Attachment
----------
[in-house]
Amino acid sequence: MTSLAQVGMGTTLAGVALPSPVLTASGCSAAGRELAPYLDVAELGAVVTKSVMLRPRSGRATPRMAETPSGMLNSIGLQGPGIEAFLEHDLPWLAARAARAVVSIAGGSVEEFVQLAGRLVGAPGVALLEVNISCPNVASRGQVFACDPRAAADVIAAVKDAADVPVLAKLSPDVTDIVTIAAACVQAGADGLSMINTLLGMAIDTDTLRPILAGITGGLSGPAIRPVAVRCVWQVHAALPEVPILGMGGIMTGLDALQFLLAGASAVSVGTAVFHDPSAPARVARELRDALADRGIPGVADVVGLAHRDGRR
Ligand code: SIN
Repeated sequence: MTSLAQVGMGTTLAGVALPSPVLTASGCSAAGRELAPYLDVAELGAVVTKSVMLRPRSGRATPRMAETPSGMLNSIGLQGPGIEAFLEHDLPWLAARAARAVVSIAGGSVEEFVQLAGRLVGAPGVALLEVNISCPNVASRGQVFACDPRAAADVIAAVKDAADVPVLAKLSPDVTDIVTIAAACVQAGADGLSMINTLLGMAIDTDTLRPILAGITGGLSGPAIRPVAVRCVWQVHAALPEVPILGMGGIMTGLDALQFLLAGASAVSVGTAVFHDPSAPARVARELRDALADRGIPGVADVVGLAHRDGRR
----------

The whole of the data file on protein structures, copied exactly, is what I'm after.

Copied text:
[in-house]
Amino acid sequence: MTSLAQVGMGTTLAGVALPSPVLTASGCSAAGRELAPYLDVAELGAVVTKSVMLRPRSGRATPRMAETPSGMLNSIGLQGPGIEAFLEHDLPWLAARAARAVVSIAGGSVEEFVQLAGRLVGAPGVALLEVNISCPNVASRGQVFACDPRAAADVIAAVKDAADVPVLAKLSPDVTDIVTIAAACVQAGADGLSMINTLLGMAIDTDTLRPILAGITGGLSGPAIRPVAVRCVWQVHAALPEVPILGMGGIMTGLDALQFLLAGASAVSVGTAVFHDPSAPARVARELRDALADRGIPGVADVVGLAHRDGRR
Ligand code: SIN
Repeated sequence: MTSLAQVGMGTTLAGVALPSPVLTASGCSAAGRELAPYLDVAELGAVVTKSVMLRPRSGRATPRMAETPSGMLNSIGLQGPGIEAFLEHDLPWLAARAARAVVSIAGGSVEEFVQLAGRLVGAPGVALLEVNISCPNVASRGQVFACDPRAAADVIAAVKDAADVPVLAKLSPDVTDIVTIAAACVQAGADGLSMINTLLGMAIDTDTLRPILAGITGGLSGPAIRPVAVRCVWQVHAALPEVPILGMGGIMTGLDALQFLLAGASAVSVGTAVFHDPSAPARVARELRDALADRGIPGVADVVGLAHRDGRR